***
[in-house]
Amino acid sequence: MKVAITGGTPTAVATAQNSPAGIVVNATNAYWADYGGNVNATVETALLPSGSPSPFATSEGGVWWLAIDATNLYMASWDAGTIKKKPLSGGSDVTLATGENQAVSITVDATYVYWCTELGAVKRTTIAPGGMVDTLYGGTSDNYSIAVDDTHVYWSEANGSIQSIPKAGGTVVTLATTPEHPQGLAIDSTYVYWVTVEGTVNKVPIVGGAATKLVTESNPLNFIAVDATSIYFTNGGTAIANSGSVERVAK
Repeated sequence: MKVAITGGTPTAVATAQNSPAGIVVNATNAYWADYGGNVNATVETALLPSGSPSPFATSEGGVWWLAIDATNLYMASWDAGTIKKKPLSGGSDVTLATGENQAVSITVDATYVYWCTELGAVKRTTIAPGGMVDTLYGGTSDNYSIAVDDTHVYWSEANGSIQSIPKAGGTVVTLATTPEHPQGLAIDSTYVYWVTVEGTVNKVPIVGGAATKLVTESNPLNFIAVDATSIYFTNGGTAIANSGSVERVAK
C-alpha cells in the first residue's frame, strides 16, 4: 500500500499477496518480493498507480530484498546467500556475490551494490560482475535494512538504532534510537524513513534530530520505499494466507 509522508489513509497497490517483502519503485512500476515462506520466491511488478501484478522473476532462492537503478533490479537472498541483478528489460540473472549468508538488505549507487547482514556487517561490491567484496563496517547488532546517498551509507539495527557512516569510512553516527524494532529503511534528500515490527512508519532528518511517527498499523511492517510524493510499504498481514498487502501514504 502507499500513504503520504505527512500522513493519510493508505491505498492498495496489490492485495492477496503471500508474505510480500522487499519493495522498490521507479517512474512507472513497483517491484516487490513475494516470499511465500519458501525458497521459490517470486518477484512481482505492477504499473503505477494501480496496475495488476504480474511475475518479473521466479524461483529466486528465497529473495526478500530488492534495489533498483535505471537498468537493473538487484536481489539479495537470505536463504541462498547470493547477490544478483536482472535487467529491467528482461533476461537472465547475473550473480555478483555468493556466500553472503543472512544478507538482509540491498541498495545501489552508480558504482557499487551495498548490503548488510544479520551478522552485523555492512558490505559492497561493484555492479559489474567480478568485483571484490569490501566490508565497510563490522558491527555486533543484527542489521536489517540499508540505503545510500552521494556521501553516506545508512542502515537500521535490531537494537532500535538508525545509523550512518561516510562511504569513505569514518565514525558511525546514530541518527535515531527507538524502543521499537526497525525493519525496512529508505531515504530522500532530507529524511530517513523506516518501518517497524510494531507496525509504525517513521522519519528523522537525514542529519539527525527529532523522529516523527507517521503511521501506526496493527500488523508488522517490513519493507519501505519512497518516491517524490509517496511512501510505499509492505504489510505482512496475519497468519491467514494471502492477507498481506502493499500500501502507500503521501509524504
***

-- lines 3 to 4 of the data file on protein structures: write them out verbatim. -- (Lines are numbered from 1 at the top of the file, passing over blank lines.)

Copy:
Repeated sequence: MKVAITGGTPTAVATAQNSPAGIVVNATNAYWADYGGNVNATVETALLPSGSPSPFATSEGGVWWLAIDATNLYMASWDAGTIKKKPLSGGSDVTLATGENQAVSITVDATYVYWCTELGAVKRTTIAPGGMVDTLYGGTSDNYSIAVDDTHVYWSEANGSIQSIPKAGGTVVTLATTPEHPQGLAIDSTYVYWVTVEGTVNKVPIVGGAATKLVTESNPLNFIAVDATSIYFTNGGTAIANSGSVERVAK
C-alpha cells in the first residue's frame, strides 16, 4: 500500500499477496518480493498507480530484498546467500556475490551494490560482475535494512538504532534510537524513513534530530520505499494466507 509522508489513509497497490517483502519503485512500476515462506520466491511488478501484478522473476532462492537503478533490479537472498541483478528489460540473472549468508538488505549507487547482514556487517561490491567484496563496517547488532546517498551509507539495527557512516569510512553516527524494532529503511534528500515490527512508519532528518511517527498499523511492517510524493510499504498481514498487502501514504 502507499500513504503520504505527512500522513493519510493508505491505498492498495496489490492485495492477496503471500508474505510480500522487499519493495522498490521507479517512474512507472513497483517491484516487490513475494516470499511465500519458501525458497521459490517470486518477484512481482505492477504499473503505477494501480496496475495488476504480474511475475518479473521466479524461483529466486528465497529473495526478500530488492534495489533498483535505471537498468537493473538487484536481489539479495537470505536463504541462498547470493547477490544478483536482472535487467529491467528482461533476461537472465547475473550473480555478483555468493556466500553472503543472512544478507538482509540491498541498495545501489552508480558504482557499487551495498548490503548488510544479520551478522552485523555492512558490505559492497561493484555492479559489474567480478568485483571484490569490501566490508565497510563490522558491527555486533543484527542489521536489517540499508540505503545510500552521494556521501553516506545508512542502515537500521535490531537494537532500535538508525545509523550512518561516510562511504569513505569514518565514525558511525546514530541518527535515531527507538524502543521499537526497525525493519525496512529508505531515504530522500532530507529524511530517513523506516518501518517497524510494531507496525509504525517513521522519519528523522537525514542529519539527525527529532523522529516523527507517521503511521501506526496493527500488523508488522517490513519493507519501505519512497518516491517524490509517496511512501510505499509492505504489510505482512496475519497468519491467514494471502492477507498481506502493499500500501502507500503521501509524504